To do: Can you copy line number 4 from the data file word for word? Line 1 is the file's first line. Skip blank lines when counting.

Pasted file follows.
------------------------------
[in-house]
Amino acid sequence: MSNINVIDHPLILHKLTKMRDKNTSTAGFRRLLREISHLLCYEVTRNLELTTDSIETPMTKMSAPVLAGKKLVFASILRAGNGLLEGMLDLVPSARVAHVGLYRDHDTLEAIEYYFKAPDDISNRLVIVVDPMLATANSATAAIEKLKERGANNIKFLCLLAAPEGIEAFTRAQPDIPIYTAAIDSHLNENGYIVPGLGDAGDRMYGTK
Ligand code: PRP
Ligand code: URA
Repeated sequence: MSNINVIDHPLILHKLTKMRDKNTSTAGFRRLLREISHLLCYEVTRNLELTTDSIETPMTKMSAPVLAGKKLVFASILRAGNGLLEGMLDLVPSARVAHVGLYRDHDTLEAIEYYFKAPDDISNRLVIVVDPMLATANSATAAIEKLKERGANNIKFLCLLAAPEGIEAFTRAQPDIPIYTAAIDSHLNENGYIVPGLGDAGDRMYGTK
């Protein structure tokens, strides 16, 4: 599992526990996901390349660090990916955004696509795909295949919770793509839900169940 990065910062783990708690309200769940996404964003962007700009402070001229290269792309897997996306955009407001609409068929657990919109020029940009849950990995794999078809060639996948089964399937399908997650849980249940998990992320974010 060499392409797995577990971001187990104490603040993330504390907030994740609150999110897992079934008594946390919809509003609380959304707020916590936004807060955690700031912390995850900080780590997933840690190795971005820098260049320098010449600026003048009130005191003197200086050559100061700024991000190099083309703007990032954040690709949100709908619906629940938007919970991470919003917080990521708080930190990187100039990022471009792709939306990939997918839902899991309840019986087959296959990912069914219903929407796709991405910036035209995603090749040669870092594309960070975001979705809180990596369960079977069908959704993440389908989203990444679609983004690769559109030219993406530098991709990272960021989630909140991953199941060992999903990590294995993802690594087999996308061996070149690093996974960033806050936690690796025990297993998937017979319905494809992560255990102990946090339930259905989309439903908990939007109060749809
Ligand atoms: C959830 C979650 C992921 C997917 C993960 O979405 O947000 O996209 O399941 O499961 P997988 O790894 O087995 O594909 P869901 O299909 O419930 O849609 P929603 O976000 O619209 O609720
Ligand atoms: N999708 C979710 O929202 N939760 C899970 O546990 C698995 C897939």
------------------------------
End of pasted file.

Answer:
Ligand code: URA